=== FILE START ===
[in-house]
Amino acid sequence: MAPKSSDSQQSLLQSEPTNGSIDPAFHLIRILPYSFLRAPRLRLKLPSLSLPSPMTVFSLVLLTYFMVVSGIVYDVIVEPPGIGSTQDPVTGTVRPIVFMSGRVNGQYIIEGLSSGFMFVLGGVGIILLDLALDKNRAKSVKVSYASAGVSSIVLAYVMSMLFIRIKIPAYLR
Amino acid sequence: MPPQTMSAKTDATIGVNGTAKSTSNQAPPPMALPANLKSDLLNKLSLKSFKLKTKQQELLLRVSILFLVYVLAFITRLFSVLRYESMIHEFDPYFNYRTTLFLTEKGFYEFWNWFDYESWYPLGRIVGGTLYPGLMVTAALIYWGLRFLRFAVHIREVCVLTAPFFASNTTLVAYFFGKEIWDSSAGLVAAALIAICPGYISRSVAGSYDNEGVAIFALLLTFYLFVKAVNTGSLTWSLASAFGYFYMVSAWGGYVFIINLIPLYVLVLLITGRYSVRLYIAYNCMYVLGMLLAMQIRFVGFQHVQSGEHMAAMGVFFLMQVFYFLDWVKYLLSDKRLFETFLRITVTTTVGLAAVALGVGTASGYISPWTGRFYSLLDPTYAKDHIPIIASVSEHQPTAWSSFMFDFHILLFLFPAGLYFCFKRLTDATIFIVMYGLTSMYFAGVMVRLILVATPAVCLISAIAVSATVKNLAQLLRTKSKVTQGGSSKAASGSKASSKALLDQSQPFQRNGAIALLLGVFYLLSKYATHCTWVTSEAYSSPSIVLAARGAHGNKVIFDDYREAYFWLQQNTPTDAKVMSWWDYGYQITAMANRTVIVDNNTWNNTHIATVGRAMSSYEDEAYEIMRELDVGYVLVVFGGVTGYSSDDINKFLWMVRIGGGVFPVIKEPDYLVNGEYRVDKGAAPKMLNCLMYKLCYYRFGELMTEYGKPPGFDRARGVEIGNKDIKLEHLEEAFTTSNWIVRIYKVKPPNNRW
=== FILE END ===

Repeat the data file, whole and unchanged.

[in-house]
Amino acid sequence: MAPKSSDSQQSLLQSEPTNGSIDPAFHLIRILPYSFLRAPRLRLKLPSLSLPSPMTVFSLVLLTYFMVVSGIVYDVIVEPPGIGSTQDPVTGTVRPIVFMSGRVNGQYIIEGLSSGFMFVLGGVGIILLDLALDKNRAKSVKVSYASAGVSSIVLAYVMSMLFIRIKIPAYLR
Amino acid sequence: MPPQTMSAKTDATIGVNGTAKSTSNQAPPPMALPANLKSDLLNKLSLKSFKLKTKQQELLLRVSILFLVYVLAFITRLFSVLRYESMIHEFDPYFNYRTTLFLTEKGFYEFWNWFDYESWYPLGRIVGGTLYPGLMVTAALIYWGLRFLRFAVHIREVCVLTAPFFASNTTLVAYFFGKEIWDSSAGLVAAALIAICPGYISRSVAGSYDNEGVAIFALLLTFYLFVKAVNTGSLTWSLASAFGYFYMVSAWGGYVFIINLIPLYVLVLLITGRYSVRLYIAYNCMYVLGMLLAMQIRFVGFQHVQSGEHMAAMGVFFLMQVFYFLDWVKYLLSDKRLFETFLRITVTTTVGLAAVALGVGTASGYISPWTGRFYSLLDPTYAKDHIPIIASVSEHQPTAWSSFMFDFHILLFLFPAGLYFCFKRLTDATIFIVMYGLTSMYFAGVMVRLILVATPAVCLISAIAVSATVKNLAQLLRTKSKVTQGGSSKAASGSKASSKALLDQSQPFQRNGAIALLLGVFYLLSKYATHCTWVTSEAYSSPSIVLAARGAHGNKVIFDDYREAYFWLQQNTPTDAKVMSWWDYGYQITAMANRTVIVDNNTWNNTHIATVGRAMSSYEDEAYEIMRELDVGYVLVVFGGVTGYSSDDINKFLWMVRIGGGVFPVIKEPDYLVNGEYRVDKGAAPKMLNCLMYKLCYYRFGELMTEYGKPPGFDRARGVEIGNKDIKLEHLEEAFTTSNWIVRIYKVKPPNNRW